Are Nonpharmacologic Interventions for Chronic Low Back Pain More Cost Effective Than Usual Care?

Proof of Concept Results from a Markov Model

Published in: Spine (2019). doi: 10.1097/BRS.0000000000003097

by Patricia M. Herman, Tara Lavelle, Melony E. Sorbero, Eric Hurwitz, Ian D. Coulter

Read More

Access further information on this document at Wolters Kluwer

This article was published outside of RAND. The full text of the article can be found at the link above.

Study Design

Markov model.


Examine the one-year effectiveness and cost-effectiveness (societal and payer perspectives) of adding nonpharmacologic interventions for chronic low back pain (CLBP) to usual care using a decision analytic model-based approach.

Summary of Background Data

Treatment guidelines now recommend many safe and effective nonpharmacologic interventions for CLBP. However, little is known regarding their effectiveness in subpopulations (e.g., high-impact chronic pain patients), nor about their cost-effectiveness.


The model included four health states: high-impact chronic pain (substantial activity limitations); no pain; and two others without activity limitations, but with higher (moderate-impact) or lower (low-impact) pain. We estimated intervention-specific transition probabilities for these health states using individual patient-level data from 10 large randomized trials covering 17 nonpharmacologic therapies. The model was run for nine 6-week cycles to approximate a 1-year time horizon. Quality-adjusted life-year (QALY) weights were based on six-dimensional health state short form (SF-6D) scores; healthcare costs were based on 2003–2015 Medical Expenditure Panel Survey data; and lost productivity costs used in the societal perspective were based on reported absenteeism. Results were generated for two target populations, 1) a typical baseline mix of patients with CLBP (25% low-impact, 35% moderate-impact and 40% high-impact chronic pain) and, 2) high-impact chronic pain patients.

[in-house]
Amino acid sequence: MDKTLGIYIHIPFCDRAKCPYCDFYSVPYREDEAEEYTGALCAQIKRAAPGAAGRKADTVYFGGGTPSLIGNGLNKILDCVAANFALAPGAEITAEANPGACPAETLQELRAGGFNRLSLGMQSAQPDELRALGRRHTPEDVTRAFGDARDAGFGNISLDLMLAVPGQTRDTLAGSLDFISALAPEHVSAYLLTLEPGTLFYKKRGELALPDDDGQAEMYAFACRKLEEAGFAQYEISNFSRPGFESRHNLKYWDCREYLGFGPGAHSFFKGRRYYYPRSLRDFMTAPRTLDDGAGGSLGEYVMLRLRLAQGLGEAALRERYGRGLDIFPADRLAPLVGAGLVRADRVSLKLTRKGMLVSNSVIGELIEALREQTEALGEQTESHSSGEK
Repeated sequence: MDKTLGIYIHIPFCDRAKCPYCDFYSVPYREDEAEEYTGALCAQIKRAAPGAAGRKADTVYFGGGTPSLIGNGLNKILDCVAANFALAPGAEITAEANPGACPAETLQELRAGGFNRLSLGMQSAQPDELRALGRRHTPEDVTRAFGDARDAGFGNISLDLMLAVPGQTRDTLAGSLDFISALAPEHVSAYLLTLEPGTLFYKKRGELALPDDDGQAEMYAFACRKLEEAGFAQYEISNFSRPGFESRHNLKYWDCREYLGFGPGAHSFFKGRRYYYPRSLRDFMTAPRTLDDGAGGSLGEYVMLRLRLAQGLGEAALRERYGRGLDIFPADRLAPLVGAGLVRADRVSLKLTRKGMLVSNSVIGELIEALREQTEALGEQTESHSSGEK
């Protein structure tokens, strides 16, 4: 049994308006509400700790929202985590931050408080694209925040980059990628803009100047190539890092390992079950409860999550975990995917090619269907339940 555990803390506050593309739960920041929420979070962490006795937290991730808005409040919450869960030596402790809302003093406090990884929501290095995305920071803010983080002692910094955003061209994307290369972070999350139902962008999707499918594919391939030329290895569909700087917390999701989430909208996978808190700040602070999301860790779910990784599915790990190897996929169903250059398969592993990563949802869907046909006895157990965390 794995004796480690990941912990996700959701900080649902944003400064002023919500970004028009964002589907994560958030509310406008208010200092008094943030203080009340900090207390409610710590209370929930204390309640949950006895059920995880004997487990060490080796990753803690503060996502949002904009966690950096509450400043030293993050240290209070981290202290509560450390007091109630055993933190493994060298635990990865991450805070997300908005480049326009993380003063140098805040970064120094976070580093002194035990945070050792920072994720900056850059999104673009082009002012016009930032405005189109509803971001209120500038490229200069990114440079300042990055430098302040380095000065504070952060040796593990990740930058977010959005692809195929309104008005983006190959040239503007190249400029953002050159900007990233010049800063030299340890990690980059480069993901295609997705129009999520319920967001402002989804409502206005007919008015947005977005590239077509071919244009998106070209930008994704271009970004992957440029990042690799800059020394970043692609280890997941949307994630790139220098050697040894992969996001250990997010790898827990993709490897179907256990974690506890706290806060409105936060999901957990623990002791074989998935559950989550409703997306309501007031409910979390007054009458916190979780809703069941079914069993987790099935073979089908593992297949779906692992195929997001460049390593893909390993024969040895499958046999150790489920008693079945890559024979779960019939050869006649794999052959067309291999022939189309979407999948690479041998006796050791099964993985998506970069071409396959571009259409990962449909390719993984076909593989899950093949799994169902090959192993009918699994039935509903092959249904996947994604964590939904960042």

From the societal perspective, all but two of the therapies were cost-effective (<$50,000/QALY) for a typical patient mix and most were cost saving. From the payer perspective fewer were cost saving, but the same number were cost-effective. Assuming all patients in the model have high-impact chronic pain increases the effectiveness and cost-effectiveness of most, but not all, therapies indicating that substantial benefits are possible in this subpopulation.


Modeling leverages the evidence produced from clinical trials to provide more information than is available in the published studies. We recommend modeling for all existing studies of nonpharmacologic interventions for CLBP.

Research conducted by

This report is part of the RAND Corporation External publication series. Many RAND studies are published in peer-reviewed scholarly journals, as chapters in commercial books, or as documents published by other organizations.

Our mission to help improve policy and decisionmaking through research and analysis is enabled through our core values of quality and objectivity and our unwavering commitment to the highest level of integrity and ethical behavior. To help ensure our research and analysis are rigorous, objective, and nonpartisan, we subject our research publications to a robust and exacting quality-assurance process; avoid both the appearance and reality of financial and other conflicts of interest through staff training, project screening, and a policy of mandatory disclosure; and pursue transparency in our research engagements through our commitment to the open publication of our research findings and recommendations, disclosure of the source of funding of published research, and policies to ensure intellectual independence. For more information, visit

The RAND Corporation is a nonprofit institution that helps improve policy and decisionmaking through research and analysis. RAND's publications do not necessarily reflect the opinions of its research clients and sponsors.